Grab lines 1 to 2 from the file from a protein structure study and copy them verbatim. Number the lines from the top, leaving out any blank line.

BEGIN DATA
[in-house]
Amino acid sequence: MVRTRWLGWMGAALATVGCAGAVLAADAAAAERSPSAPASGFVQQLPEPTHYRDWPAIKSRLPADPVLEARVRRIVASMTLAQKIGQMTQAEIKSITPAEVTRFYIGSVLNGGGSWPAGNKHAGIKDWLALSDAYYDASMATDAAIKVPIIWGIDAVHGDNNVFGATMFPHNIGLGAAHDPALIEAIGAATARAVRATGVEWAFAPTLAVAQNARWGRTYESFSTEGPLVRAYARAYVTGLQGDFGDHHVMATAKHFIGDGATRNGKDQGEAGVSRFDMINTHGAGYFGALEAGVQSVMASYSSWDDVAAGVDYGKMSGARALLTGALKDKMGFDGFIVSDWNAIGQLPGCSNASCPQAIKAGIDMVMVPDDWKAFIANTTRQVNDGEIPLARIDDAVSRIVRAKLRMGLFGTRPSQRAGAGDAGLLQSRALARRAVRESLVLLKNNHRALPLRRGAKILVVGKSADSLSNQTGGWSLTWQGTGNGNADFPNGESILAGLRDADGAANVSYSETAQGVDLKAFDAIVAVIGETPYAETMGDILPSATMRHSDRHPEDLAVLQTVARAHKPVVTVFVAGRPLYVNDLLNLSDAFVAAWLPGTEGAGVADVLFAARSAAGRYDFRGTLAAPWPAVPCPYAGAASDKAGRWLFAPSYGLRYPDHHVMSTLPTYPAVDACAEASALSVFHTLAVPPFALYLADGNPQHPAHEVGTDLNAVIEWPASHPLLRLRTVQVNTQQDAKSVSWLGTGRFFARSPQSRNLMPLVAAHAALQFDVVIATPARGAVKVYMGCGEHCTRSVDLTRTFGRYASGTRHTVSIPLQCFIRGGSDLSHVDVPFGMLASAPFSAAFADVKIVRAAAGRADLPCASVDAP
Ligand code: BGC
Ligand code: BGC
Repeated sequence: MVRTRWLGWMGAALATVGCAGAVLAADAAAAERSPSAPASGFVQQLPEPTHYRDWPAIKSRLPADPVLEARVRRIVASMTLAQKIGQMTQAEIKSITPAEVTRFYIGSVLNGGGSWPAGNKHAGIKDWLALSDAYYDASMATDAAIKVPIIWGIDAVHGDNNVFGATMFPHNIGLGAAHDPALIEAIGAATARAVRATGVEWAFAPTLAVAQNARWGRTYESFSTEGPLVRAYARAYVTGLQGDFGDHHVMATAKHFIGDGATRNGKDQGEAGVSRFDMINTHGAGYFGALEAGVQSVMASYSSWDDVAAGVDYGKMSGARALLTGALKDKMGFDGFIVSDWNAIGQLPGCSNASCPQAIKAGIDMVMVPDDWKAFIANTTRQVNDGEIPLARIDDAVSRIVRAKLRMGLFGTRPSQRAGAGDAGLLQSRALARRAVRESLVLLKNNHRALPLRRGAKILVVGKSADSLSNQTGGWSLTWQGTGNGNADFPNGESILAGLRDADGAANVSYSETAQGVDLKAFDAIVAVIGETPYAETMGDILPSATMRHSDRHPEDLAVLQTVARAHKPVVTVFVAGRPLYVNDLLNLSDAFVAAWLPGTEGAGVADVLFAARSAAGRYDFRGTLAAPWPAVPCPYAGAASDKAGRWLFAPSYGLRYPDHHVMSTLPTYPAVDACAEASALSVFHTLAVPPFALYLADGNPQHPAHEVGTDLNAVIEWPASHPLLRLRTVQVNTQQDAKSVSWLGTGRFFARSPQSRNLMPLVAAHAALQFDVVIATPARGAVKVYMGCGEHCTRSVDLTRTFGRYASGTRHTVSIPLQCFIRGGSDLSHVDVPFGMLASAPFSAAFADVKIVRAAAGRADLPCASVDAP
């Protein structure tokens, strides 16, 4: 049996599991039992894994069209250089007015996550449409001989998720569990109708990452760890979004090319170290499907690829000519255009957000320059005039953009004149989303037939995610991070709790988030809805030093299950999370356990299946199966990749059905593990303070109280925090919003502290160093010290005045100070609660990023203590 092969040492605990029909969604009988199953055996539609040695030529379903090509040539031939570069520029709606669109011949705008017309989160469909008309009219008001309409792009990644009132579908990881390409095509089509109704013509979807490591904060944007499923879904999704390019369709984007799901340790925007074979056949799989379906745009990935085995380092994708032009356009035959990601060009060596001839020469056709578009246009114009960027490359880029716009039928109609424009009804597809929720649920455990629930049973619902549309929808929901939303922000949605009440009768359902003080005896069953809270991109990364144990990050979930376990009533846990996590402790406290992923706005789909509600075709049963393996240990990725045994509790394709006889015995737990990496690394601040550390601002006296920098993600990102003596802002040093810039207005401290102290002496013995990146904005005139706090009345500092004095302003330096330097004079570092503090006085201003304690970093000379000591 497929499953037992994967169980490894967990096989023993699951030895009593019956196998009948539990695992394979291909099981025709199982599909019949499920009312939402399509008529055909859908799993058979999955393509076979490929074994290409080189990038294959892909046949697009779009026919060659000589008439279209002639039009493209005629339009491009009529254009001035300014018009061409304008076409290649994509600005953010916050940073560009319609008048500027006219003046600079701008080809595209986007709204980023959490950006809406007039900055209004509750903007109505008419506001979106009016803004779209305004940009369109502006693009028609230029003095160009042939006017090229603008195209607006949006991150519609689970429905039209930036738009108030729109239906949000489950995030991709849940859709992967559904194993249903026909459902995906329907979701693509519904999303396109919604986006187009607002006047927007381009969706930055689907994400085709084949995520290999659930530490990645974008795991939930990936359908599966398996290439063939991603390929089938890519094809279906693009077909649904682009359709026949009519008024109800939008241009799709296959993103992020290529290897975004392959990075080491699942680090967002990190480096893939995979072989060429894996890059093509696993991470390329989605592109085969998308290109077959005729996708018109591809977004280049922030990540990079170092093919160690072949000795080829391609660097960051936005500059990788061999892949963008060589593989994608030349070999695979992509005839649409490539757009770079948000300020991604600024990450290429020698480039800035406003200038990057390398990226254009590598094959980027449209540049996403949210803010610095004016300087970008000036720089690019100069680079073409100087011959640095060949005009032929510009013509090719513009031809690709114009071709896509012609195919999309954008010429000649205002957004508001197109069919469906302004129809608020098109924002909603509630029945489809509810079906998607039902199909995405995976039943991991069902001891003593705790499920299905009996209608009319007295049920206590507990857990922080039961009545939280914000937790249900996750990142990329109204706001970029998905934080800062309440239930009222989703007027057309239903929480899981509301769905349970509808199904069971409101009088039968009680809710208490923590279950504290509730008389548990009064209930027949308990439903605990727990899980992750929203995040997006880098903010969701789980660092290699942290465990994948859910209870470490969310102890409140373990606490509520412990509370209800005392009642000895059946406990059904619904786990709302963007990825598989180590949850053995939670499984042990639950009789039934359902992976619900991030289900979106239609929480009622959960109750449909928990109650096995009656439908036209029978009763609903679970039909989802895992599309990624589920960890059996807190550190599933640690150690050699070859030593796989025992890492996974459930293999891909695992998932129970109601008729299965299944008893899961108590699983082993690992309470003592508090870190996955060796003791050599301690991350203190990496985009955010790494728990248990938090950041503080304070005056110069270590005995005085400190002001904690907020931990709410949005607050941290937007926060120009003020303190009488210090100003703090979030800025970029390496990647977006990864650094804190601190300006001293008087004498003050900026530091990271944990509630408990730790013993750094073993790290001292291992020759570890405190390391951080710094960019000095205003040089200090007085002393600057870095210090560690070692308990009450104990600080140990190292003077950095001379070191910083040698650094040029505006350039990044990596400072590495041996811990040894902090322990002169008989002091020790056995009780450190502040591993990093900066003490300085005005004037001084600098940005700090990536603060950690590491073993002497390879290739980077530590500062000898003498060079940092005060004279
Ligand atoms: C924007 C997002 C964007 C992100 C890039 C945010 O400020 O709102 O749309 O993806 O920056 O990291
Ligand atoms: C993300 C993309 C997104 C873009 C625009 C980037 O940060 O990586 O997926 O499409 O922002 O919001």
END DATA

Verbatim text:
[in-house]
Amino acid sequence: MVRTRWLGWMGAALATVGCAGAVLAADAAAAERSPSAPASGFVQQLPEPTHYRDWPAIKSRLPADPVLEARVRRIVASMTLAQKIGQMTQAEIKSITPAEVTRFYIGSVLNGGGSWPAGNKHAGIKDWLALSDAYYDASMATDAAIKVPIIWGIDAVHGDNNVFGATMFPHNIGLGAAHDPALIEAIGAATARAVRATGVEWAFAPTLAVAQNARWGRTYESFSTEGPLVRAYARAYVTGLQGDFGDHHVMATAKHFIGDGATRNGKDQGEAGVSRFDMINTHGAGYFGALEAGVQSVMASYSSWDDVAAGVDYGKMSGARALLTGALKDKMGFDGFIVSDWNAIGQLPGCSNASCPQAIKAGIDMVMVPDDWKAFIANTTRQVNDGEIPLARIDDAVSRIVRAKLRMGLFGTRPSQRAGAGDAGLLQSRALARRAVRESLVLLKNNHRALPLRRGAKILVVGKSADSLSNQTGGWSLTWQGTGNGNADFPNGESILAGLRDADGAANVSYSETAQGVDLKAFDAIVAVIGETPYAETMGDILPSATMRHSDRHPEDLAVLQTVARAHKPVVTVFVAGRPLYVNDLLNLSDAFVAAWLPGTEGAGVADVLFAARSAAGRYDFRGTLAAPWPAVPCPYAGAASDKAGRWLFAPSYGLRYPDHHVMSTLPTYPAVDACAEASALSVFHTLAVPPFALYLADGNPQHPAHEVGTDLNAVIEWPASHPLLRLRTVQVNTQQDAKSVSWLGTGRFFARSPQSRNLMPLVAAHAALQFDVVIATPARGAVKVYMGCGEHCTRSVDLTRTFGRYASGTRHTVSIPLQCFIRGGSDLSHVDVPFGMLASAPFSAAFADVKIVRAAAGRADLPCASVDAP